WASHINGTON - Airbags are supposed to do nothing until you need them. But increasingly, airbags are going off for no apparent reason. Safety devices are harming people. Consider these unexpected threats to your safety:
You are driving along a busy freeway at 100kph, everything normal, when the airbag explodes into your face. Stunned by the impact, enveloped in smoke, disoriented, you throw up your hands.
Arriving home in your driveway, you unbuckle the seat belt and lean forward over the steering wheel to remove the key from the ignition. The airbag explodes into your chest with heart-stopping force.
Just as a friend opens the passenger-side door to get into your minivan, the driver airbag deploys. The force of the detonation throws her to the ground; you are knocked unconscious.
Airbags are not supposed to do any of these things, but they have. Hundreds of complaints about twitchy airbags have been filed with automakers and US regulators since 1993, and more than two million vehicles - about one out of every 38 on the road - have been recalled to repair them.
That ratio will rise to one in 30 if the NHTSA federal agency orders recalls for the vehicles it is now investigating for inadvertent airbag deployment.
Registered complaints about unwanted airbag deployments are increasing at a far faster rate than the growth rate for airbag-equipped vehicles in the total US fleet.
The incidents number in the hundreds. They may have caused one death. The first apparent fatality from an airbag deployment not triggered by a crash is that of Kerri Valecek, a 25-year-old single mother from Streamwood, Illinois.
About one hour after leaving work on 4 February, Valecek was found dead, slumped over the center console of her 1994 Mitsubishi Mirage in a parking lot.
The driver-side-only airbag had deployed, but the car was virtually undamaged.
'There was no reason for that bag to deploy,' contends Kevin Murphy, an attorney for the woman's parents. Murphy theorizes that Valecek suffered a heart-stopping blow to the chest from the airbag.
A coroner's investigation failed to find a cause of death, but forensic pathologist Jeff Harkey observed in a postmortem report that a concussion can kill and yet be undetected in a medical examination. An autopsy disclosed only some minor bruising and hemorrhaging.
Other victims of inadvertent airbag deployments, like 32-year-old Felicia Jones from Chesapeake Beach, Maryland, have lived to tell of their experiences. They say they are left with physical and emotional scars.
'I won't buy an airbag-equipped car again,' said Jones, who now owns a 1987 Plymouth Grand Fury without airbags.
Jones said she was driving her 1995 Chrysler LeBaron convertible along a rural gravel road in southern Maryland last October when the driver bag exploded without cause. The passenger bag did not deploy.
Jones said her right elbow was hyperextended, and tendons were torn by the explosive force. She says she is considering legal action against Chrysler Corp.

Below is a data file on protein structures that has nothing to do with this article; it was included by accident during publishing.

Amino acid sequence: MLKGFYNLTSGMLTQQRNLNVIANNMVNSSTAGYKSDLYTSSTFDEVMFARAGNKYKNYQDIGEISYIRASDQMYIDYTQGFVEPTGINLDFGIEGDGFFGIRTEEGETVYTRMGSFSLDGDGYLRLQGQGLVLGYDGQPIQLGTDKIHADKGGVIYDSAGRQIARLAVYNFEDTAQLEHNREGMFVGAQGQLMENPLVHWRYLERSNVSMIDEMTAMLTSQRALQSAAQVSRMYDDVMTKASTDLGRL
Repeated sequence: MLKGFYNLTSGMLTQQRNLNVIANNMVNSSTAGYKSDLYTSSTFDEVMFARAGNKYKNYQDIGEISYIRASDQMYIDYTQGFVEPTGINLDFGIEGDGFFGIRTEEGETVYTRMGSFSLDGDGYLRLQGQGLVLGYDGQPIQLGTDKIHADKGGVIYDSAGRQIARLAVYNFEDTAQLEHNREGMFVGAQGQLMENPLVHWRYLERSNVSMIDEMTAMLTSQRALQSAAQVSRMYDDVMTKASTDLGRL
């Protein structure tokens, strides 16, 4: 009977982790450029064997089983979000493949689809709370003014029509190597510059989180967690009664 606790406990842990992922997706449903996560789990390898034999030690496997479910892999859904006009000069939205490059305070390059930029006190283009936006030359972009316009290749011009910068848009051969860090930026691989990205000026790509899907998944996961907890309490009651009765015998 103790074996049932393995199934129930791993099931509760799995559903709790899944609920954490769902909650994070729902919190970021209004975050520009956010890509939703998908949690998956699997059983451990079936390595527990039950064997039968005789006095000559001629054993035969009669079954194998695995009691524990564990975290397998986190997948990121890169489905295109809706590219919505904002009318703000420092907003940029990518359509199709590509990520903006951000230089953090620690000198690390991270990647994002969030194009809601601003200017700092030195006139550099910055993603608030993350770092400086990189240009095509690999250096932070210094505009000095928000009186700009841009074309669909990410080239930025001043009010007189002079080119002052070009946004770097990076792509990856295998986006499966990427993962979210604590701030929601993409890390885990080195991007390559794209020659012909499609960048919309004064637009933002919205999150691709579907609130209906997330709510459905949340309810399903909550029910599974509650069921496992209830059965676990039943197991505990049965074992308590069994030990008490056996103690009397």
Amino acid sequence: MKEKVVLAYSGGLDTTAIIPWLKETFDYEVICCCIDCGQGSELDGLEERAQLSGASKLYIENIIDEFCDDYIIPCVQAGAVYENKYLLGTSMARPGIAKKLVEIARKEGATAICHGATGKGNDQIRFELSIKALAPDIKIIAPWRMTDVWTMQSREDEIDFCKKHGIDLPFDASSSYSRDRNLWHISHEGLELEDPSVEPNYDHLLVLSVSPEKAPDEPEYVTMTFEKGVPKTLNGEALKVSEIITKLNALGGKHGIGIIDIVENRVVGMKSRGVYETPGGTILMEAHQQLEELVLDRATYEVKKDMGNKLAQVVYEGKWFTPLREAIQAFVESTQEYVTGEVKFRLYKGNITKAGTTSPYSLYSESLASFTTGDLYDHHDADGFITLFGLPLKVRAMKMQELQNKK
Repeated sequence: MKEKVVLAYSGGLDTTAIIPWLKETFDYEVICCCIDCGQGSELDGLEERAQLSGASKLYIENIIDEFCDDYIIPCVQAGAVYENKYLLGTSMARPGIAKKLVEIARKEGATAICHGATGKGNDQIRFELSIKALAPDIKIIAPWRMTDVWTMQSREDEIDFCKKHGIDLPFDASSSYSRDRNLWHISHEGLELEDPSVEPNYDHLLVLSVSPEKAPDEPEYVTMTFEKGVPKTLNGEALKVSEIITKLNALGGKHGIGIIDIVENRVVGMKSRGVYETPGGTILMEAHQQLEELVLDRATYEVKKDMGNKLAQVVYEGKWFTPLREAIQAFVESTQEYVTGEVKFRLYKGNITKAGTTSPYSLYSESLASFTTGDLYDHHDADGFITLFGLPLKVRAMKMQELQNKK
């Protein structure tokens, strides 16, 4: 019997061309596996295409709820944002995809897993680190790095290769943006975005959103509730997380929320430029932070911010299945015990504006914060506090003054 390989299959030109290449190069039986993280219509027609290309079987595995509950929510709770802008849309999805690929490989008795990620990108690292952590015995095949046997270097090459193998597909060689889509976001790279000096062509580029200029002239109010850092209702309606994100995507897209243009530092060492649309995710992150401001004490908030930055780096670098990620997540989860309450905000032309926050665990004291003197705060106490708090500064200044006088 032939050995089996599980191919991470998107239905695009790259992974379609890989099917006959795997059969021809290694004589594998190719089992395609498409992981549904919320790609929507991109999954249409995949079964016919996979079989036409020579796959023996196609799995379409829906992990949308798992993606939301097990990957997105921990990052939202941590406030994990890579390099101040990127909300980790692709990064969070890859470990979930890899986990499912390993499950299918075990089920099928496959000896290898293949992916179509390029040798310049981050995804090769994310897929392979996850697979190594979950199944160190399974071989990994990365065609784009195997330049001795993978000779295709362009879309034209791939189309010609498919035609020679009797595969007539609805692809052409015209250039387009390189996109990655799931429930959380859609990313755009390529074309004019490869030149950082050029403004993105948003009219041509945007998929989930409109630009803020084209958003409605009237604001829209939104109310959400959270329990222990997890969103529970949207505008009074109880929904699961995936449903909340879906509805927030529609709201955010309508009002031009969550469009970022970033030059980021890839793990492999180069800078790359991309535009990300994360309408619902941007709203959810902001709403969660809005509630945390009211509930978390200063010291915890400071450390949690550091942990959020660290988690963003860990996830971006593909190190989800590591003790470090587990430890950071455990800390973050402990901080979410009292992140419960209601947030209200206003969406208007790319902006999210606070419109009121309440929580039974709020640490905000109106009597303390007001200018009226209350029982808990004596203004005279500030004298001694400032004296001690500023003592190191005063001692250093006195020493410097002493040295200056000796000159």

George Kirchoff, president of the Automotive Occupant Restraints Council, which represents the airbag industry, does not believe the public is losing confidence in airbags. But he said that 'there should not be any technical obstacle' to improving the already high reliability of airbag
There is, at least for now, support for his position among outside safety groups and important government officials.
'Any sort of safety problem should be an opportunity to improve,' said NHTSA Administrator Ricardo Martinez. 'We should look at it as customer feedback, an opportunity to improve, just like we do in designing cupholders.'
Yet, it is impossible for a manufacturer to turn defects into improvements if engineers cannot determine why airbags are deploying.
Porsche Cars North America is going through just such an experience now.
After a string of 28 reported inadvertent deployments, it has advised owners of 1996 Porsche 911 cars that, if the airbag light on the instrument panel comes on, they should stop driving their cars and have them towed to dealers for service.
Company spokesman Bob Carlson said that if dealers get unclear readouts when they check airbag modules, they will replace the modules and horn relays. But he acknowledged that the source of the problem is not known.
'There is something in that area we haven't isolated yet,' he said.
Safety consultant Ralph Hoar, a regular adviser to plaintiffs' attorneys, blames inadvertent deployments on 'cheap sensors.'
But Hoar is not anti-airbag, and he compared the injuries from inadvertent deployments to the illnesses that occur when vaccines are administered.
'Some of this is to be expected,' he said. 'The reason you don't see more litigation around this is that airbags are preventing more injuries and deaths than they are causing, lots more.'
But Murphy, the Valecek family lawyer, is unhappy about the use of that cost-benefit analysis: 'Airbags are meant to protect, not take lives.'